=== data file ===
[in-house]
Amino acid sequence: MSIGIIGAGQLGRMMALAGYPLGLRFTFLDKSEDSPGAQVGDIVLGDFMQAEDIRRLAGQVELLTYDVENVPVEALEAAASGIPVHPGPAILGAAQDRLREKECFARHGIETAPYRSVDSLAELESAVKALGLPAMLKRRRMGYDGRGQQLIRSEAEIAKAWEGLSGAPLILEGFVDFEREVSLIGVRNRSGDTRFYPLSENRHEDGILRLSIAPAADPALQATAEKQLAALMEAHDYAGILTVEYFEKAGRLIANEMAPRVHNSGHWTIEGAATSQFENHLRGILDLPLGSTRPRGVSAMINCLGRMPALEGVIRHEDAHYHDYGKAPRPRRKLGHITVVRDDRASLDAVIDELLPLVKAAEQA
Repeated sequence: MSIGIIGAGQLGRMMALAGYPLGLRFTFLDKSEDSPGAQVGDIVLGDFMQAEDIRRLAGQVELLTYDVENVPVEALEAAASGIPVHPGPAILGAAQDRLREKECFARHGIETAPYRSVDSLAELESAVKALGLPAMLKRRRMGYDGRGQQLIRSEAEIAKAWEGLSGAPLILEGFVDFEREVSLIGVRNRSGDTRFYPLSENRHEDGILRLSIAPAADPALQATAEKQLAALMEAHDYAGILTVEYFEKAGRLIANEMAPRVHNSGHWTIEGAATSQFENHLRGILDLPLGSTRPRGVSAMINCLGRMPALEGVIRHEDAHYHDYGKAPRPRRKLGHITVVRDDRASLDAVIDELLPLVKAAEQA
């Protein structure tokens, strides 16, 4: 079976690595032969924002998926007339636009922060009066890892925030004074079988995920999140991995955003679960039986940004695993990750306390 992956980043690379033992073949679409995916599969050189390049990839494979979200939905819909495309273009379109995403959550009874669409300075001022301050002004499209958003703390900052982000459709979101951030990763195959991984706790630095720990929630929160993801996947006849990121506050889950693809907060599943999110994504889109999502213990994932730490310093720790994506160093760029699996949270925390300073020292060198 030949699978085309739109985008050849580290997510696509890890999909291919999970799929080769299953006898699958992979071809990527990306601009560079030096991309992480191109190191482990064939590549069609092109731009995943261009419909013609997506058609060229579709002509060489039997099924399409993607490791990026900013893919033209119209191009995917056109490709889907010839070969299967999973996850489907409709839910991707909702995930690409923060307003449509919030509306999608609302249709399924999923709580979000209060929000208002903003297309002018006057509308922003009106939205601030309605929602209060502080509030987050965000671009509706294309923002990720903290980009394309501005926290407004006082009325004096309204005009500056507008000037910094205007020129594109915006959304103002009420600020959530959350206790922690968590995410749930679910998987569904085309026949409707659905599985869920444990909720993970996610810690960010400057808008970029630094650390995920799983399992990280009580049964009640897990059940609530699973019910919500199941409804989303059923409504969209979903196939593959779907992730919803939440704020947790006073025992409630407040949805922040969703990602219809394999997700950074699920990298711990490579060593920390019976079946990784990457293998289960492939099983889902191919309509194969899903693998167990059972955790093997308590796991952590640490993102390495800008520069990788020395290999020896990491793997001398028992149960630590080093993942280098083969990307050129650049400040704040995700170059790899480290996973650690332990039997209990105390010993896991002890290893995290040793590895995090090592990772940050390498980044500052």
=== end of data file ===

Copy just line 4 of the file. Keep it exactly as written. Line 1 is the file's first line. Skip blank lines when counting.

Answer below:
């Protein structure tokens, strides 16, 4: 079976690595032969924002998926007339636009922060009066890892925030004074079988995920999140991995955003679960039986940004695993990750306390 992956980043690379033992073949679409995916599969050189390049990839494979979200939905819909495309273009379109995403959550009874669409300075001022301050002004499209958003703390900052982000459709979101951030990763195959991984706790630095720990929630929160993801996947006849990121506050889950693809907060599943999110994504889109999502213990994932730490310093720790994506160093760029699996949270925390300073020292060198 030949699978085309739109985008050849580290997510696509890890999909291919999970799929080769299953006898699958992979071809990527990306601009560079030096991309992480191109190191482990064939590549069609092109731009995943261009419909013609997506058609060229579709002509060489039997099924399409993607490791990026900013893919033209119209191009995917056109490709889907010839070969299967999973996850489907409709839910991707909702995930690409923060307003449509919030509306999608609302249709399924999923709580979000209060929000208002903003297309002018006057509308922003009106939205601030309605929602209060502080509030987050965000671009509706294309923002990720903290980009394309501005926290407004006082009325004096309204005009500056507008000037910094205007020129594109915006959304103002009420600020959530959350206790922690968590995410749930679910998987569904085309026949409707659905599985869920444990909720993970996610810690960010400057808008970029630094650390995920799983399992990280009580049964009640897990059940609530699973019910919500199941409804989303059923409504969209979903196939593959779907992730919803939440704020947790006073025992409630407040949805922040969703990602219809394999997700950074699920990298711990490579060593920390019976079946990784990457293998289960492939099983889902191919309509194969899903693998167990059972955790093997308590796991952590640490993102390495800008520069990788020395290999020896990491793997001398028992149960630590080093993942280098083969990307050129650049400040704040995700170059790899480290996973650690332990039997209990105390010993896991002890290893995290040793590895995090090592990772940050390498980044500052």